There hasn't been any official word of how much Amazon paid for the rights to The Wheel of Time. The epic fantasy drama debuted on Amazon Prime Video on Nov. 18. Based on the production cost, it’s safe to say the new series, hailed as the next Game of Thrones, is a huge gamble for the company.
The eight episodes for the first season of The Wheel of Time reportedly cost $10 million apiece, according to GQ. In comparison, the first-season episodes of HBO’s Game of Thrones only cost $6 million each.
With that astronomical budget at play, Wheel of Time showrunner Rafe Judkins told GQ that Amazon Studios executives didn’t bat an eye when he burned down the show’s Two Rivers set at the end of Episode 1. “They’re like: ‘Great. What’s next?’”
Judkins was under intense pressure to deliver. Amazon gave him 11,000 notes on the pilot episode alone. “Even if I only do like a tenth of those, that’s still, like, multiple notes per second,” he explained.
A screen adaptation of "The Wheel of Time" has been in the works since 2000.
According to Deadline, NBC optioned the rights to The Wheel of Time in 2000, a decade after fantasy author Robert Jordan published the first volume in the book series.
In 2004, production company Red Eagle Entertainment acquired the worldwide production and distribution rights to that first book, The Eye of the World, with the intention to adapt the book into a big-screen movie. “The public’s appetite for action fantasy entertainment has been stunningly affirmed with the recent blockbuster success of The Lord of the Rings and Harry Potter film franchises,” Rick Selvage, the company’s chairman and president, said at the time.
In 2008, the year after Jordan’s death, Universal Pictures bought the film rights to the Wheel of Time book series in a seven-figure deal, according to Variety.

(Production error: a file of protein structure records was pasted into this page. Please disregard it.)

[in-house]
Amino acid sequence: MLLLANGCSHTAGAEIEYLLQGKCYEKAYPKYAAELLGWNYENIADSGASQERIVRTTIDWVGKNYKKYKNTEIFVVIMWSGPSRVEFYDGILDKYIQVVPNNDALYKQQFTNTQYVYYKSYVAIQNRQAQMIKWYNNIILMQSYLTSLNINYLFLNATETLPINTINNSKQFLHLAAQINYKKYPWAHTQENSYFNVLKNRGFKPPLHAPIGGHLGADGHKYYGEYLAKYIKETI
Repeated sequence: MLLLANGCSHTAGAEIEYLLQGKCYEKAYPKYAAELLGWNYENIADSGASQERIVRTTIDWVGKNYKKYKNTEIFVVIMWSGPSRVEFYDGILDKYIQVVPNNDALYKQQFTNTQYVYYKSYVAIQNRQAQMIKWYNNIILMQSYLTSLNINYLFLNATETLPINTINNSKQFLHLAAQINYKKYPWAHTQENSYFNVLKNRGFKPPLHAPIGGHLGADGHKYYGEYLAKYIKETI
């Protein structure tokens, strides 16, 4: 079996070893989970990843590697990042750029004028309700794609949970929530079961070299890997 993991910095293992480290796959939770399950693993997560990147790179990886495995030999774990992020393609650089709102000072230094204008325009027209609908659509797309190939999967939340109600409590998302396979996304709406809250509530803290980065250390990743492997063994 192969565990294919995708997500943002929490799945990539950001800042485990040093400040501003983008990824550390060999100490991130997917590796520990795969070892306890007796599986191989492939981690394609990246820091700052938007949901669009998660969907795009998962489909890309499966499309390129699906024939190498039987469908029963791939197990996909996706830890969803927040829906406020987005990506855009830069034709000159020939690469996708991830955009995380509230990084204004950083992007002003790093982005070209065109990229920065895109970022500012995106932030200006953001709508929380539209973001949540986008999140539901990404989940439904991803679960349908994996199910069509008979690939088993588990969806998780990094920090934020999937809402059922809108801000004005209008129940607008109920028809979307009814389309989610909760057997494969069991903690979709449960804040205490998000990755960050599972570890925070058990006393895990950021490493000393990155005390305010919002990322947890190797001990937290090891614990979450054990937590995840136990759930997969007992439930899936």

A 22-minute TV pilot aired in the middle of the night in 2015.
At 1:30 a.m. ET on February 9, 2015, FXX aired a 22-minute Wheel of Time pilot subtitled Winter Dragon, starring Billy Zane and Max Ryan. As Deadline later reported, Red Eagle paid for the FXX airtime in an effort to hold on to the screen rights.
Harriet McDougal, Jordan’s widow, later issued a statement saying that the pilot was made without her knowledge or cooperation. Also, no one in her camp was informed of the airing. “I am dumbfounded by this occurrence and am taking steps to prevent its reoccurrence,” she added.
Red Eagle later sued McDougal for slander but eventually withdrew the suit, according to The Hollywood Reporter.
Sony Pictures revived the project in 2017.
In April 2017—after McDougal told fans the legal issues had been “resolved”—Variety reported that Sony Pictures Television had picked up the Wheel of Time TV adaptation, with Judkins hired as writer and executive producer and Red Eagle on board as producers.
Amazon ordered the project to series in October 2018, and in May 2021—a half-year before the series premiere—the company renewed The Wheel of Time for a second season.
“The belief Amazon Studios and Sony Pictures Television have shown in The Wheel of Time has been incredible to see throughout the entire process of making this show,” Judkins said at the time. “Getting a second season order before the first season has even premiered is such a vote of confidence in the work we are doing and the property itself, and we couldn’t be happier to be able to continue to live and work in the world Robert Jordan created.”